Framing War

Just a few associations in America with the word "war." It's powerful and should be used with care.
Just a few associations in America with the word “war.” It’s powerful and should be used with care.

“War” is a problematic word because of its many connotations. It evokes powerful positive and negative emotions and opinions that can vary widely among individuals and subcultures. For this reason, supporters of war often use euphemisms such as “action,” “conflict,” “force,” and “engagement with the enemy,” instead when they think it serves their interests to do so.

Politically, presidents have been awarded greater power and prestige during wartime. This may tempt some to engage in war unwisely, so it’s very important to try to ensure that war is entered only after the failure of extended good-faith diplomacy, the failure of good-faith efforts to address the issues with law enforcement, and the establishment that an attack by the other side is imminent or has already begun.

While the word "war" has many positive associations as well as negative ones, "deadly" connotes pain and death.
While the word “war” has many positive associations as well as negative ones, “deadly” connotes pain and death.

One way to do this is to speak of deadly conflict instead of war. This phrase emphasizes war’s deadly character. The peaceful prevention of deadly conflict should be a priority of all governments, including that of the U.S. What do you think?

I think it’s important to be careful about waging metaphorical wars on social problems such as drugs and poverty because they can’t be conquered with guns and armies. What do you think? Is there a different metaphor we could use?

Framing the Individual Mandate

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This refers to the expectation of the Patient Protection and Affordable Care Act (PPACA) that Americans that do not already have health insurance get it. Those that remain uninsured would pay a fine.

I think that supporters of the PPACA should avoid this phrase because it frames the expectation as big, bad government forcing people to do what they don’t want to do.

What if instead we frame having adequate health insurance as a civic duty? This duty helps ensure that all Americans can get the medical care we need . When we all have health insurance, we are taking care of both ourselves and our fellow Americans. That is right and responsible.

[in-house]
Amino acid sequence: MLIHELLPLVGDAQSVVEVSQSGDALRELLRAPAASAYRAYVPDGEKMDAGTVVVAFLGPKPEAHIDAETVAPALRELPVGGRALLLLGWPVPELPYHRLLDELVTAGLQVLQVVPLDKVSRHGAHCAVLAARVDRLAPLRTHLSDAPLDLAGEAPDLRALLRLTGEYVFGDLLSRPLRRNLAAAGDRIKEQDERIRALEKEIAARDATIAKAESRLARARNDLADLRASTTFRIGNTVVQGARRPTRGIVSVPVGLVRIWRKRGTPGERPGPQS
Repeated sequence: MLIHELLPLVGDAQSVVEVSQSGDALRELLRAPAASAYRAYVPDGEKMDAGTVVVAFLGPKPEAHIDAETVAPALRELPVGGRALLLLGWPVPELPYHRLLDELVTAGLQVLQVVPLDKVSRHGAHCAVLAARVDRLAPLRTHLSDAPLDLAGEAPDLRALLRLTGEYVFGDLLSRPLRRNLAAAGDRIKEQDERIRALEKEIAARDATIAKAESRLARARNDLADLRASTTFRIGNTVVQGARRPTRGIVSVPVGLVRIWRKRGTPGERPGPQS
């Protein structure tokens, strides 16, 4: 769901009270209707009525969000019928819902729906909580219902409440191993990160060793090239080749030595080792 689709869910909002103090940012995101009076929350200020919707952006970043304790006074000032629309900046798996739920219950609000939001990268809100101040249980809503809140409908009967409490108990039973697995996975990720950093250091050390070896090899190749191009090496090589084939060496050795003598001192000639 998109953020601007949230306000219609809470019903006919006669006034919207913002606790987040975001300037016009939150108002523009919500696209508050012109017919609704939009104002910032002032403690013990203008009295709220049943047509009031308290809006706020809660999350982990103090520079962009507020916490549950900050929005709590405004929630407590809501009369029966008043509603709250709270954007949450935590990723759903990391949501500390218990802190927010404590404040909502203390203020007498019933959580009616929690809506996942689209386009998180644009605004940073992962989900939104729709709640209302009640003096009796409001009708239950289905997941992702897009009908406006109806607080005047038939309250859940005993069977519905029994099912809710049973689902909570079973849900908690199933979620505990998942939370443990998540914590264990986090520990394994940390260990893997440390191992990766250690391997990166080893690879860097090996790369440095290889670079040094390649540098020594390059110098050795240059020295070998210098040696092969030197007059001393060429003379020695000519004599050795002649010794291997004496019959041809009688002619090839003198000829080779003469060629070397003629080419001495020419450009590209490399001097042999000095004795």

Shirking this duty would mean risking leaving medical bills unpaid and bankruptcy for ourselves. It also could mean higher costs for everyone else. This would be reckless and unfair. Because shirking imposes costs on others, it’s fair to charge a fine.

What difference would it make if we reframed this part of the PPACA from a mandate to a duty?
What difference would it make if we reframed this part of the PPACA from a mandate to a duty?

Instead of calling this part of PPACA the individual mandate, here are some potential alternatives:

  • The expectation of having health insurance (or health insurance expectation)
  • The duty of having health insurance (or health insurance duty)
  • The coverage expectation

What do you think this responsibility should be called?

Framing Progressive Government, Part 1

Wordle: Jonah Goldberg: Government Growth out of Control

As the word cloud of Jonah Goldberg’s recent column “Government Growth out of Control” shows, the article emphasizes the federal government, the president, and the individual. He objects to the FDA’s preliminary ban on trans fats  in processed foods by claiming that it’s a sign that liberals love to push people around. He summarizes the differences between liberals and conservative views of governing like this:

The difference, however, is that conservatives tend to see government as a necessary evil, and therefore see policymaking with some humility. Liberals tend to see government as a necessary good and see ordering people to do things “for their own good” as a source of pride, even hubris.

From a conservative perspective, telling people how to run their lives when not absolutely necessary is an abuse of power. For liberals, telling people how to run their lives is one of the really fun perks of working for the government.

Besides unfairly attributing bad motives to liberals, it deceives in at least the following ways:

  1. The ban affects giant agribusiness conglomerates, not people,
  2. It’s been known for a long time that trans fats are bad for health and unnecessary, and
  3. Only the conglomerates will miss trans fats.